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Next steps in Syria after Kofi Annan's exit

Last week’s resignation of Kofi Annan as joint special envoy for the UN and the Arab League for Syria was long overdue. The first steps now must be to coordinate an exit for Assad and increase urgently needed humanitarian aid.

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After Assad goes, the opposition may be tempted to disregard this path and try to push for a final military victory. But, the international community should highly discourage this. The price of completely wiping the Assad entourage out of Syria would be a longer, even bloodier, sectarian civil war.

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The international community should also support those who are pushing nonviolent solutions in Syria. Networks of citizens, small organizations, and communities are involved in popular protests against the regime and are organizing aid to those most affected by the conflict. The “Syrian spring” started as a nonsectarian, nonviolent political mobilization and, despite all the violence, these initiatives are still being pursued. These groups have a crucial role to play, especially as the country becomes more radicalized and polarized around sectarian lines.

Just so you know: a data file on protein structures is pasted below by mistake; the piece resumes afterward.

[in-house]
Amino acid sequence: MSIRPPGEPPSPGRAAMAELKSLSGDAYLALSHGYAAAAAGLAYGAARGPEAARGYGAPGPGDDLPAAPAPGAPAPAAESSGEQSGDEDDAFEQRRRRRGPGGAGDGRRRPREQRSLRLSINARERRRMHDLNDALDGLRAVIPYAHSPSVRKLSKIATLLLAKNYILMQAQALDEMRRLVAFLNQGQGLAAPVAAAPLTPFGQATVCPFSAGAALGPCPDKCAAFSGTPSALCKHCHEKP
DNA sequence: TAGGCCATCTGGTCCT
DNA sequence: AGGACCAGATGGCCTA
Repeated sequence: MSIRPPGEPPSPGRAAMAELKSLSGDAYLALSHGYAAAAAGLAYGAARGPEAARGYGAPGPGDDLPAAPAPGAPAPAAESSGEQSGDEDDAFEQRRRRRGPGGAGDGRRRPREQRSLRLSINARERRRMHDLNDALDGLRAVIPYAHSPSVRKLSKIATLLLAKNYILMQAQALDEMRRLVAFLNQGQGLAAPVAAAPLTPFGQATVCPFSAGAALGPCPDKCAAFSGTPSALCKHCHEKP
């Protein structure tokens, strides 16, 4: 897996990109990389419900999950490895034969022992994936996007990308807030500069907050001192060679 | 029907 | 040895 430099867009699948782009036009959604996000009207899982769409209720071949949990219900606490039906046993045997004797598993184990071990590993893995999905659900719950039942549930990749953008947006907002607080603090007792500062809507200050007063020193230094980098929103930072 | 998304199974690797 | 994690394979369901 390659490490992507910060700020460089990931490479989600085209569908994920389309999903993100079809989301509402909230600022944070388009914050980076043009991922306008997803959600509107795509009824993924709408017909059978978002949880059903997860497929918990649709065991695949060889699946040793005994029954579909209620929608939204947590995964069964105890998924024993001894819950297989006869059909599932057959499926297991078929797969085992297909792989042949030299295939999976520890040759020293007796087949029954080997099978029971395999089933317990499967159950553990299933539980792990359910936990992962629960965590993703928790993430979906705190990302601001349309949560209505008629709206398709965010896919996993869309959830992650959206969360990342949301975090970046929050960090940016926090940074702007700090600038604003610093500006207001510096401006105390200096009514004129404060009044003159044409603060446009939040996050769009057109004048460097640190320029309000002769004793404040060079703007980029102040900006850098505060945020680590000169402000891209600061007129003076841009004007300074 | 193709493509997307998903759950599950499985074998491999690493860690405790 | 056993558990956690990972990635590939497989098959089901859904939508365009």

Finally, the international community should step up its present humanitarian assistance and cooperation in and around Syria, and push the Syrian government to allow more aid and personnel into the country. On this, both the “West” and “pro-Assad” countries such as Russia, ought to be able to agree.

With more than a million internally displaced persons and more than 3 million Syrians in need of food aid, this crisis requires increased international personnel on the ground and greater support for the Syrian Arab Red Crescent and the International Committee of the Red Cross. So far, the UN Office for the Coordination of Humanitarian Affairs has only been able to raise enough funds to cover roughly a third of what it needs for its Syrian Humanitarian Assistance Response Plan.

Similarly, the international community should help support the growing number of Syrian refugees – more than 200,000 so far – in neighboring countries such as Jordan, Turkey, and Lebanon. The borders of all regional countries – including Israel – should remain open for them.

Annan has stepped down. But the work remains and the international community must pick up where he left off – starting with coordinated pressure for Assad’s exit and increased resources for humanitarian relief.

Benedetta Berti is a fellow at the Institute for National Security Studies, a lecturer at Tel Aviv University, a member of the Atlantic Council’s Young Atlanticist working group, and coauthor of the book, “Hamas and Hezbollah: A Comparative Study” (Johns Hopkins University Press, 2012). Follow her on Twitter at @benedettabertiw.


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